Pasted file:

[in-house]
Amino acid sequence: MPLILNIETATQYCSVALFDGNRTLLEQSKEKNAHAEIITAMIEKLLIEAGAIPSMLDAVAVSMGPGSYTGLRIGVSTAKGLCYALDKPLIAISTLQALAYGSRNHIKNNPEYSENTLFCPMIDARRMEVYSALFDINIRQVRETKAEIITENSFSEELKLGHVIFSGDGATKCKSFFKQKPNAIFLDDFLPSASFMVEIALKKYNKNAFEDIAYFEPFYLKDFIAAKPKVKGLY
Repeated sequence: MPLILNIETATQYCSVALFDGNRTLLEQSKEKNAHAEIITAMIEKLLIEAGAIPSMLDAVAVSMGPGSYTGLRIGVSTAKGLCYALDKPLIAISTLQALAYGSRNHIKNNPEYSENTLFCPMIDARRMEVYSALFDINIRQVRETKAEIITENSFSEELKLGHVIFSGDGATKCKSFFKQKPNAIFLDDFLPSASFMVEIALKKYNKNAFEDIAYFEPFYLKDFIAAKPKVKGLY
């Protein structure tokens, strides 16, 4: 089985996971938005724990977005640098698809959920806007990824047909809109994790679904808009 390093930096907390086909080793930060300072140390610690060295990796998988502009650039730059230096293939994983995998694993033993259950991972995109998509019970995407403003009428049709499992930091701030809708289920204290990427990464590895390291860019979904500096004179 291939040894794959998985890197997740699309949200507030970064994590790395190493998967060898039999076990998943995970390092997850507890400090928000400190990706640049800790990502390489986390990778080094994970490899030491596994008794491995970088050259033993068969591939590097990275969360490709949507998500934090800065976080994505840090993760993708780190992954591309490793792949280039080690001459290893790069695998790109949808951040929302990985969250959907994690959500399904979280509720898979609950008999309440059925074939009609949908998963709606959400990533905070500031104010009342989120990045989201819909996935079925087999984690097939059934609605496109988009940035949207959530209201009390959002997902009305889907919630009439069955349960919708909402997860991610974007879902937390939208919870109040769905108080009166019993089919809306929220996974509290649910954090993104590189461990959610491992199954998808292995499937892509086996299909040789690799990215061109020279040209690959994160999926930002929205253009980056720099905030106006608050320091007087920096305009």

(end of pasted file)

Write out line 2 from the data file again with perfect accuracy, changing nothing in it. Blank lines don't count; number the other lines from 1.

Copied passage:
Amino acid sequence: MPLILNIETATQYCSVALFDGNRTLLEQSKEKNAHAEIITAMIEKLLIEAGAIPSMLDAVAVSMGPGSYTGLRIGVSTAKGLCYALDKPLIAISTLQALAYGSRNHIKNNPEYSENTLFCPMIDARRMEVYSALFDINIRQVRETKAEIITENSFSEELKLGHVIFSGDGATKCKSFFKQKPNAIFLDDFLPSASFMVEIALKKYNKNAFEDIAYFEPFYLKDFIAAKPKVKGLY